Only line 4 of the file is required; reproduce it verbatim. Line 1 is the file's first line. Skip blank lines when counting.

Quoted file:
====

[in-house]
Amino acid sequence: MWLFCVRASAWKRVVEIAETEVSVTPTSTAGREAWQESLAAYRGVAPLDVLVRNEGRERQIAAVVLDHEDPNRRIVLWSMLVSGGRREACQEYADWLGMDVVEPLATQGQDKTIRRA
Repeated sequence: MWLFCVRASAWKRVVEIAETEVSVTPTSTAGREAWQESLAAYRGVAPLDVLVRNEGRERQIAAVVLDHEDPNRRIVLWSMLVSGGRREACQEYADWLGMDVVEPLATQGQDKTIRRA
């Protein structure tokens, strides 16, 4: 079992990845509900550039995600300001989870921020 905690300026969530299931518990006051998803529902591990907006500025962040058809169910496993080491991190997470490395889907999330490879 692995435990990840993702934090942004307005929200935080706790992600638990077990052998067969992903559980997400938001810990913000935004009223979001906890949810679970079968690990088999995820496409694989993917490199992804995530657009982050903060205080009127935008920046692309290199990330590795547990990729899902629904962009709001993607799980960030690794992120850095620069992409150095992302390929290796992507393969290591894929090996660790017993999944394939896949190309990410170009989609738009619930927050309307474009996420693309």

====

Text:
């Protein structure tokens, strides 16, 4: 079992990845509900550039995600300001989870921020 905690300026969530299931518990006051998803529902591990907006500025962040058809169910496993080491991190997470490395889907999330490879 692995435990990840993702934090942004307005929200935080706790992600638990077990052998067969992903559980997400938001810990913000935004009223979001906890949810679970079968690990088999995820496409694989993917490199992804995530657009982050903060205080009127935008920046692309290199990330590795547990990729899902629904962009709001993607799980960030690794992120850095620069992409150095992302390929290796992507393969290591894929090996660790017993999944394939896949190309990410170009989609738009619930927050309307474009996420693309």